who ask the wrong questions,
who engage in pointless debates,
who accuse others of sin.
But it is also to see the possibility of joy,
for it is to see that our darkness 
cannot overcome that light—
that even if we cannot grasp it,
it has grasped us,
and it will not let us go
until the last dark corner of our soul
is flooded with the light of glory.
May these remaining days of Lent
be for us ones of light and joy in the Lord
and may God have mercy on us all.


Saturday, February 11, 2023

6th Sunday in Ordinary Time

“What matters in the end
is not what you do
but what is in your heart.”
That sounds nice, doesn’t it?
It suggests that God 
is not concerned
with our obeying God’s Law,
as the scribes and Pharisees 
seem to have thought,
but with our intentions.
God will not judge me
on the basis of what I have done
and what I have failed to do—
through my fault,
through my fault,
through my most grievous fault—
but on what I intended to do,
what I hoped to do,
what I wanted to do.
And the message of our Gospel today
suggests that this is, in fact, the case.
What matters is not what you do
but what is in your heart.

But here’s the bad news:
Have you looked into your heart lately?
Have you seen what’s in there?
Have you tried to do something about it?
It turns out, it is a lot easier 
to control your actions
than to control your heart.
Despite our moral struggles,
most of us manage to avoid 
committing murder or adultery.
But how many of us 
avoid anger or lust?
How many of us have souls
that are free of jealousy and irritation
and prejudice and greed
and pride and pettiness?
Even if we want to be free of these things,
they seem firmly lodged within us.
What matters is what is in our hearts,
but what is in our hearts can be pretty ugly
and seems pretty much beyond our control.

What matters is what is in our hearts
because it is our souls, not our bodies,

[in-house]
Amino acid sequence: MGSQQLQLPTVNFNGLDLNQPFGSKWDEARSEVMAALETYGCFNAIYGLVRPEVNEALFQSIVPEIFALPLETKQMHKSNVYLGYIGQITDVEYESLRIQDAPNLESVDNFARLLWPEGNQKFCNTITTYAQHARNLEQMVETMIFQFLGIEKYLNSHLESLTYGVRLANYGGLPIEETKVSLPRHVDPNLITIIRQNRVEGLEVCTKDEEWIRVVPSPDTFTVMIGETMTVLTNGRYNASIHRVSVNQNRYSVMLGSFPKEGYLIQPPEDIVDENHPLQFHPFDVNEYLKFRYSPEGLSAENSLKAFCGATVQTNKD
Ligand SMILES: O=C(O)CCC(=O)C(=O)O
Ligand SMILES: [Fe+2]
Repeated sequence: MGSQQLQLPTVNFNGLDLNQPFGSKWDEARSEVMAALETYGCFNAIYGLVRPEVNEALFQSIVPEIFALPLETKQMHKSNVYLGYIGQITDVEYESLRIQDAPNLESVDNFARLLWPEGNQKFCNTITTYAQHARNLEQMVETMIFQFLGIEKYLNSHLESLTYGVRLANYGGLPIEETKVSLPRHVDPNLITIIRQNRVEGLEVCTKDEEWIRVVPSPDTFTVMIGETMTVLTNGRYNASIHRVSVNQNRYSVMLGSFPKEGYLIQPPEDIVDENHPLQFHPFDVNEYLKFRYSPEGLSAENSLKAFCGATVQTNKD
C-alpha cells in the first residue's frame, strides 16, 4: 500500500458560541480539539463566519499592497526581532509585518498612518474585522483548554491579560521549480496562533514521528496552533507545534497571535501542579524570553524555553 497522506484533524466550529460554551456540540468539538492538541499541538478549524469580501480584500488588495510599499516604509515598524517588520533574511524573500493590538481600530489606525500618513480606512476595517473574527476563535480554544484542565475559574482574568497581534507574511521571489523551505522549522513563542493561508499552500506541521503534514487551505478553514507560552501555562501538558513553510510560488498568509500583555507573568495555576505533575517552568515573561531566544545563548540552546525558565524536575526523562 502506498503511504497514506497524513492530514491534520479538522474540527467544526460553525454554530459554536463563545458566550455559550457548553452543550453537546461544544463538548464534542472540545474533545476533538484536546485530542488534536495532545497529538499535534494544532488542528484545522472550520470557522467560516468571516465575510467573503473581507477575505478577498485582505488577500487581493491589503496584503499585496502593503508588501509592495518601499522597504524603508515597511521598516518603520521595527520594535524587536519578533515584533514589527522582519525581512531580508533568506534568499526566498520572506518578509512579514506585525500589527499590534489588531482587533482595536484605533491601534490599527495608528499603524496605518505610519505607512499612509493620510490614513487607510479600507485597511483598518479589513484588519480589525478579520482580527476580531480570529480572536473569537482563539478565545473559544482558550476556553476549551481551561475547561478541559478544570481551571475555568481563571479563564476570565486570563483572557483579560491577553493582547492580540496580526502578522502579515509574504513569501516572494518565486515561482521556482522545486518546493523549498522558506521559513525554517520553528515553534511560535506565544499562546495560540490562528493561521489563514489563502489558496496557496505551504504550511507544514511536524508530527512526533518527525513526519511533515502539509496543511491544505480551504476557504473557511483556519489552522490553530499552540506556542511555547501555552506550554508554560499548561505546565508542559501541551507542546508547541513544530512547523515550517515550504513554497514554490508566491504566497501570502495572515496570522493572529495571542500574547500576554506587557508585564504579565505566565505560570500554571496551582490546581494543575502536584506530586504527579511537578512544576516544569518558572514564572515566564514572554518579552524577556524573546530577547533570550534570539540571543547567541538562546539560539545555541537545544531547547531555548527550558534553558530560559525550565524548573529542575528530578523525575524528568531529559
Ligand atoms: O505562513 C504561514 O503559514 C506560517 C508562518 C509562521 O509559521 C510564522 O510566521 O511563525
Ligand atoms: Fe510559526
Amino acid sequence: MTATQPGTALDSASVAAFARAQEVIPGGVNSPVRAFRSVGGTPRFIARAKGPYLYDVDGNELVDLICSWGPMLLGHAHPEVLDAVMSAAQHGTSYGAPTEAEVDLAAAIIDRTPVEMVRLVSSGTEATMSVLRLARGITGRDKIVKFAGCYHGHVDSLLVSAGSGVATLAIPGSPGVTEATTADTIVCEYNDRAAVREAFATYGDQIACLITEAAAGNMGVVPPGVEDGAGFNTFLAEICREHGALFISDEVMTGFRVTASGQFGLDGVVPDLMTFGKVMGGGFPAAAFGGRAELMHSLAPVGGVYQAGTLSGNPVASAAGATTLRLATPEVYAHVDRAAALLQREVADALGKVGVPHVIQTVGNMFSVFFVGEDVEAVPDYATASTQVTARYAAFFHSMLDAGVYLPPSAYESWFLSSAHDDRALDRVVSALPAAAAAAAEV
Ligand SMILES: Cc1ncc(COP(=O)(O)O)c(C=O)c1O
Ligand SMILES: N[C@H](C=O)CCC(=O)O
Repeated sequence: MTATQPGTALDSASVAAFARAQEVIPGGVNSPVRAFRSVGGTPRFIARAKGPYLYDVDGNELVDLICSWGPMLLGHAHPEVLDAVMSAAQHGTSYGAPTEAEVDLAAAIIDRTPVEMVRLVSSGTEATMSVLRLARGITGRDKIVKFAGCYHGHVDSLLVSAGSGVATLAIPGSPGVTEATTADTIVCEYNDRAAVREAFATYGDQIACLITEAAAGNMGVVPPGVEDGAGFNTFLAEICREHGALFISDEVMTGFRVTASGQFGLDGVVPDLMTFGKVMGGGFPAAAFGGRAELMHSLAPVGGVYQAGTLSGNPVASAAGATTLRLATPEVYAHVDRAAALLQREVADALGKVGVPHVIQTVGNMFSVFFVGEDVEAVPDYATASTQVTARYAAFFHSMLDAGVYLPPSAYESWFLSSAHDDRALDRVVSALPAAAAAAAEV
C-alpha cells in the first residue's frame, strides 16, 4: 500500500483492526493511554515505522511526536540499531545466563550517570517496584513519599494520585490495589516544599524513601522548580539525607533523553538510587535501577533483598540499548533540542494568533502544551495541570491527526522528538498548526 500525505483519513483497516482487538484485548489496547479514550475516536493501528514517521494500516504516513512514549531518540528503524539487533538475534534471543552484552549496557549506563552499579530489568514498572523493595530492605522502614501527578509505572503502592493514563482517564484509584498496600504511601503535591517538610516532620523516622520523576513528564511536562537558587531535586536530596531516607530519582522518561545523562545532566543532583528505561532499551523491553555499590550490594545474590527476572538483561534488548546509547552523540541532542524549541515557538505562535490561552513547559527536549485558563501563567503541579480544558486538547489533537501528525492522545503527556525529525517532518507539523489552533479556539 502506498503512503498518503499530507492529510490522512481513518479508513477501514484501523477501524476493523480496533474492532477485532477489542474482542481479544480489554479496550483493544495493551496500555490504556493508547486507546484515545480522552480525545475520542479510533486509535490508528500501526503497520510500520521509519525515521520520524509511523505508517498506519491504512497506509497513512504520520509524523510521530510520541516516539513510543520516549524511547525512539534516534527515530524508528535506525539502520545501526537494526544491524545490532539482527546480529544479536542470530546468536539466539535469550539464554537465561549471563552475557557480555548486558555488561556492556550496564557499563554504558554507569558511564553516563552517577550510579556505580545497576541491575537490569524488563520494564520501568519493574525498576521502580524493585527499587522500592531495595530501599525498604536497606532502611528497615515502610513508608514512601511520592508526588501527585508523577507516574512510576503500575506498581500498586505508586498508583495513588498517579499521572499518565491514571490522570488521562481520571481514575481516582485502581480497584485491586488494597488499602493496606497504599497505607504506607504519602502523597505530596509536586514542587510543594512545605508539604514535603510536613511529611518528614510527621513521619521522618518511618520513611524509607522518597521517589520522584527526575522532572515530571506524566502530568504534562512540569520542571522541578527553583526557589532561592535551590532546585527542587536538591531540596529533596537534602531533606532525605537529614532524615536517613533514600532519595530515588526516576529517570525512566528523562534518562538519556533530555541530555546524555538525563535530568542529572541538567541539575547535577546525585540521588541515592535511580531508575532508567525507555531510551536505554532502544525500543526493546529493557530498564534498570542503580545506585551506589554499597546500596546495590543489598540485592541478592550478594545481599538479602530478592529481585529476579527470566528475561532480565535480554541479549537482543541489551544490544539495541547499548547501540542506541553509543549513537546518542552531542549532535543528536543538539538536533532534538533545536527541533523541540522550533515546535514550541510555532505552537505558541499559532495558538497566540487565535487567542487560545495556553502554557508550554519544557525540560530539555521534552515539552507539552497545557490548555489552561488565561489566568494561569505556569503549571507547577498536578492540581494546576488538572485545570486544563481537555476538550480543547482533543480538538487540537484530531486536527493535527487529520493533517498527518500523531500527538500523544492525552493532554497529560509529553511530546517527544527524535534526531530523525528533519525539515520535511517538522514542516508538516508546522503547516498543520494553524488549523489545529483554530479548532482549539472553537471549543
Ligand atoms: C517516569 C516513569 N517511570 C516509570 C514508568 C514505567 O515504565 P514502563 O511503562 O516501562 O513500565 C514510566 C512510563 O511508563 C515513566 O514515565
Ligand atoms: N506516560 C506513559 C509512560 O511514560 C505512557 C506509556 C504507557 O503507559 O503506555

that lie at the root of our failure
to live as God would have us live.
St. Augustine criticized those Greek philosophers
who held that it was the body that corrupted the soul.
In fact, he said, the opposite is true:
“it was not the corruptible flesh
that made the soul sinful,
but the sinful soul
that made the flesh corruptible (Civ. Dei 14.3).
It is the soul that turns us from God,
the source of all life,
and toward ourselves;
it is the soul and its passions
that lead the body into acts of anger and lust,
that lead our hands to steal,
our ears to listen gladly to gossip,
our mouths to speak lies
or words of cruelty.
Jesus says, to have righteousness 
that surpasses that of the scribes and Pharisees,
and so enter the kingdom of heaven,
it is not enough to present 
an outward appearance of goodness;
we must possess a goodness that goes
all the way down.
Paul tells us that “the Spirit 
scrutinizes everything, 
even the depths of God.”
And if the Holy Spirit can scrutinize the depths of God,
surely the Spirit can scrutinize the depths of my soul.
I may fool some people with my pious actions,
but I cannot fool the Spirit of God,
who sees into my heart.

This all seems like pretty bad news.
But here is the good news:
the Spirit scrutinizes 
not in order to condemn,
but in order to convert.
The Spirit’s comes into our hearts
to teach us the hidden wisdom of God,
the wisdom that we must have 
in order to choose life over death,
good over evil,
to enter the kingdom of heaven.
The Spirit dwelling within us 
is the New Law that teaches us
how to walk in the ways of God
not only in our outward actions
but in the depths of our soul.
But if this is so,
if we have received God’s Spirit,
why is it that our hearts are still beset
by anger and lust,
by jealousy and irritation,
by prejudice and greed?
What is the Spirit waiting for?
Why is the Spirit so slow?

Perhaps the Spirit works slowly